Railway Investigation Report R05C0116
The Transportation Safety Board of Canada (TSB) investigated this occurrence for the purpose of advancing transportation safety. It is not the function of the Board to assign fault or determine civil or criminal liability.
Derailment and Collision
Freight Train A443-51-06
0700 LCS (Beltpack) Yard Assignment
Mile 0.30, GTP Industrial Branch
Head Block Mileage 125.69
Three Hills Subdivision
13 July 2005
While shoving eastward at 1045 mountain daylight time, Canadian National freight train A443-51-06 derailed two cars. The derailment destroyed a crossover switch stand and opened the switch points, allowing a following loaded tank car to enter the crossover track and foul the west yard lead. There, the tank car was struck by two locomotives of a westbound yard movement. The collision punctured the tank car, releasing about 106 800 litres of aviation fuel onto the ground. Railway employees acted quickly to shut down all the locomotives involved or near the derailment. Calgary police and fire services controlled the site and protected against a potential fire hazard. There were no injuries. Four businesses in the immediate area were evacuated as a precaution. There was extensive locomotive, car, and track damage.
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Other Factual Information
On 13 July 2005 at 1045 mountain daylight time,1 Canadian National (CN) freight train A443-51-06 (train 443) was making a reverse switching movement with 2 locomotives pushing 141 cars eastward in CN's Calgary Sarcee Yard. While pushing at about 5 mph, the lead wheels of the trailing truck of the 11th car (empty gondola car ICG 246601) climbed onto the guard rail and the frog of the switch at Mile 0.30 of the GTP Industrial Branch. The car's trailing truck derailed to the north side of the track at the beginning of a long right-hand curve. The train continued pushing eastward until the derailed car's wheels contacted a storage spur switch point, derailing the leading truck of the 10th car (empty centre beam flatcar TTZX 844201) on the turnout frog.
Continuing eastward, the two derailed cars destroyed the "A" crossover switch stand, causing the switch points to float open, lining the 10th and 9th cars for the crossover. The trailing wheels of the 10th car and the leading wheels of the 9th car (loaded non-pressure tank car PROX 41530) entered the opened crossover switch and fouled the yard lead track where they collided with two locomotives of a westward LCS2 (Locomotive Control System) yard assignment. The collision punctured the tank head of tank car PROX 41530, resulting in about 106 800 litres of aviation fuel spilling onto the ground. A small amount of diesel fuel leaked from the lead yard locomotive's punctured fuel tank. The collision derailed and severely damaged the two LCS locomotives, the tank car, and the flatcar. It also destroyed the crossover switches, track, and about 300 feet of the yard lead track. The empty gondola car was only slightly damaged.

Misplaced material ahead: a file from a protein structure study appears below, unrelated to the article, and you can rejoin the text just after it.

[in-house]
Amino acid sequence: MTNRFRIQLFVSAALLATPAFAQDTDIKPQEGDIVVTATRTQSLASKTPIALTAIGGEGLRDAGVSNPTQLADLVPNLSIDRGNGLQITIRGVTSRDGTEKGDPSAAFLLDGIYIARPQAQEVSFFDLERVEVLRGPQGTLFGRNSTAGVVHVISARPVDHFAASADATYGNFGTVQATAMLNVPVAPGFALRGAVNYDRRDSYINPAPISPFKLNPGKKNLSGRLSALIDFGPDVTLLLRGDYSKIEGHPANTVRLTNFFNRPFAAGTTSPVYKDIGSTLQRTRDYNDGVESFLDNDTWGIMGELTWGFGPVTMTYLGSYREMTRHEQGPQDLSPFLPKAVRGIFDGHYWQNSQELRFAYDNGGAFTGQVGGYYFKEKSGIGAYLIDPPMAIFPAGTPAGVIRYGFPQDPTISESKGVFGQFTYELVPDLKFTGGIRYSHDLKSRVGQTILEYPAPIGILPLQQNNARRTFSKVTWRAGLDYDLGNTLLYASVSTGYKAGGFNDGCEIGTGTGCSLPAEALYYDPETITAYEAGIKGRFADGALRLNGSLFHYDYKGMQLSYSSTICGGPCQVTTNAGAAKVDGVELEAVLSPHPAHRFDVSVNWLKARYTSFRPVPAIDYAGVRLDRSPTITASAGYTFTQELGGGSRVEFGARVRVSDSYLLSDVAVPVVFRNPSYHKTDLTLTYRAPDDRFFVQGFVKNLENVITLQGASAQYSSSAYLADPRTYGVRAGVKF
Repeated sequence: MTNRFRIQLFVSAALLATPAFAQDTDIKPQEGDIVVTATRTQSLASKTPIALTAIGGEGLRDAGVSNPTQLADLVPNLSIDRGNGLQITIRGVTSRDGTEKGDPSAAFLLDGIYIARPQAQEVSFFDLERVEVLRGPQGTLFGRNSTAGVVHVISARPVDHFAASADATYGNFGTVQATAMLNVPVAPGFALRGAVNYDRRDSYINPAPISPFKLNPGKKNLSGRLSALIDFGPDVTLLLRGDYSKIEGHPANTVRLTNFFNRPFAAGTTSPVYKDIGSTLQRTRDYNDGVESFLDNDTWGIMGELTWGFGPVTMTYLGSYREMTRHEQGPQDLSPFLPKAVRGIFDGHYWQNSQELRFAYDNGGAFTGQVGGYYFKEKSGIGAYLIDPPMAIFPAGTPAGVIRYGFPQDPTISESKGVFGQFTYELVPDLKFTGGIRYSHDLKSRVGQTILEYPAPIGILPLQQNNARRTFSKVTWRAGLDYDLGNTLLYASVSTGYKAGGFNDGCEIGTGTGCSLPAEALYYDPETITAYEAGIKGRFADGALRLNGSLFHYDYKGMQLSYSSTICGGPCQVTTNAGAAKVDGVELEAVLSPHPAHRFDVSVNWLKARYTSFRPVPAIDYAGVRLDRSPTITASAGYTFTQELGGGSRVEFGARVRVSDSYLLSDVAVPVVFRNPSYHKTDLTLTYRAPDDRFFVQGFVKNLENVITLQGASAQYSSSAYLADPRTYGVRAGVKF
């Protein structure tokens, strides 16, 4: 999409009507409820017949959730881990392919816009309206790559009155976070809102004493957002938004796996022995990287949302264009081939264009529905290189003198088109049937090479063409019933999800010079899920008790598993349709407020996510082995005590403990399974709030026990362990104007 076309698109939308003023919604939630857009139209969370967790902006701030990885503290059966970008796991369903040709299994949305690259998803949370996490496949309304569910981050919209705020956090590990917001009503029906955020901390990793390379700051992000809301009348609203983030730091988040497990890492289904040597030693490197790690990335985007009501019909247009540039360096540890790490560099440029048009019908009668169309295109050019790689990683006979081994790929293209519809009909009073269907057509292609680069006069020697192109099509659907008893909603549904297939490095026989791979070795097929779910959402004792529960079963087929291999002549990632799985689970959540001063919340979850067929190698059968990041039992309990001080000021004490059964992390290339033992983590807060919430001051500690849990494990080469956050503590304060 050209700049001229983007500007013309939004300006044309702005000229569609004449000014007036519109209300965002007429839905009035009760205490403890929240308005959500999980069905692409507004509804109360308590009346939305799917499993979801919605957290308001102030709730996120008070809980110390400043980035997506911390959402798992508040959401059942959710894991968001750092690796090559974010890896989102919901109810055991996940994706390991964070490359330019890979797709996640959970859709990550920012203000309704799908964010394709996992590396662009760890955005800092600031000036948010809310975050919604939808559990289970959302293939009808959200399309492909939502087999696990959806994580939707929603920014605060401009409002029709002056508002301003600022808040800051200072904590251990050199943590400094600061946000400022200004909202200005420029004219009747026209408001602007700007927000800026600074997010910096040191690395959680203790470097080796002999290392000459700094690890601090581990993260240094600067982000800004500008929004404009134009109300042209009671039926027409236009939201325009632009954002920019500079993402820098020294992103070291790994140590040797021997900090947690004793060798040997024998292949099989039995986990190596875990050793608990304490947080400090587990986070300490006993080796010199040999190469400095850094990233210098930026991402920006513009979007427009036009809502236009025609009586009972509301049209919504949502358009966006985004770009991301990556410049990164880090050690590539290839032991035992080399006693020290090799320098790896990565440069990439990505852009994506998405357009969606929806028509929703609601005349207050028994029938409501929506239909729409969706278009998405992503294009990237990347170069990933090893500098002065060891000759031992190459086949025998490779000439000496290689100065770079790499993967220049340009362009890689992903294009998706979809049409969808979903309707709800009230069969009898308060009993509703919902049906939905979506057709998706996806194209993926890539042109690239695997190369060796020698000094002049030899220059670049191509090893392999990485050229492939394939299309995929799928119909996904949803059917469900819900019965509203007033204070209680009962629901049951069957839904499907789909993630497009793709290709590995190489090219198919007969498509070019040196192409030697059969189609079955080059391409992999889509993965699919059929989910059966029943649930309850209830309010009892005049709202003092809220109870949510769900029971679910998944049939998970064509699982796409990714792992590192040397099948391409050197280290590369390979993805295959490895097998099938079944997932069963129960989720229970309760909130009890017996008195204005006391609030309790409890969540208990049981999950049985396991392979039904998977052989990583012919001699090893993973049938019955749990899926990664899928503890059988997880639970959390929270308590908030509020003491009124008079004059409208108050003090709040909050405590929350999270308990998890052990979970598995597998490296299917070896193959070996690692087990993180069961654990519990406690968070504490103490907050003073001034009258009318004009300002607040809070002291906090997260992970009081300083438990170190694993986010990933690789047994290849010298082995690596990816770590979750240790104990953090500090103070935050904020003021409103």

The weather was clear, with good visibility and gentle winds from the south to the northwest. The temperature was 21°C.
Method of Train Control
In Sarcee Yard, movements are governed by Rule 105 of the Canadian Rail Operating Rules (CROR).
The CN Sarcee Yard is in an industrial area of southeast Calgary (see Figure 1). Orientated in an east-west direction, it is bordered by Barlow Trail to the west and 52nd Street SE to the east. Both are busy roads with a majority of traffic being tractor-trailers (see Figure 2). To the north, 50th Avenue SE runs parallel to the yard. Yard assignments serve the industrial areas around the yard and throughout Calgary. Sarcee Yard serves traffic between Calgary and Edmonton, Alberta, and Calgary and Saskatoon, Saskatchewan. Traffic between Canadian Pacific Railway (CPR) and CN is interchanged at the CPR Alyth Yard. There are commercial and industrial properties adjacent to the yard with residential property to the north.
Figure 1. Location of Sarcee Yard in Calgary
The yard consists of nine tracks, south of and parallel to the Drumheller Subdivision main track, which are used to switch cars and make up trains. Tracks N001 and N002 are located north of and parallel to the main track. These tracks were added to Sarcee Yard to facilitate building longer trains. At the west end of the yard, an east wye track connects Mile 125.93 of the Three Hills Subdivision to Mile 131.88 of the Drumheller Subdivision. A north wye switch connects the Three Hills Subdivision with the GTP Industrial Branch. Between the two legs of the wye, the Calgary Industrial Branch extends from Mile 131.88 of the Drumheller Subdivision to the switch at Mile 0.30 of the GTP Industrial Branch. Midway between these two switches on the curve is a westward-facing storage spur track switch. Most of the yard tracks are level and tangent. At the west end of the yard, the Calgary Industrial Branch and switching lead tracks curve south to join the GTP Industrial Branch. These tracks are on a westward descending grade of about 0.6 per cent to the Barlow Trail public level crossing.
Figure 2. Sarcee Yard
Train 443 consisted of 2 locomotives, 99 loads, 41 empties and 1 residue car, weighed 7684 tons, and was 8931 feet long. Train 443 is operated daily between Calgary and Edmonton.
The Train Crew-Train 443
The train crew for train 443 consisted of a locomotive engineer and a conductor who were qualified for their respective positions, and met fitness and rest standards.
The Yard Crew-0700 LCS Yard Assignment
The 0700 LCS yard crew consisted of a yard foreman and a helper who were qualified for their respective positions, and met fitness and rest standards.
Train 443 - Switching for Departure from Sarcee Yard
The train's length was limited to the 9100-foot distance between the track circuits used to activate the level crossing signals for Barlow Trail and 52nd Street SE. Train 443 usually departed Sarcee Yard between 1100 and 1300, a peak roadway traffic time. During this time, train 443 can occupy the crossings at Barlow Trail or 52nd Street SE or 50th Avenue SE while being made up.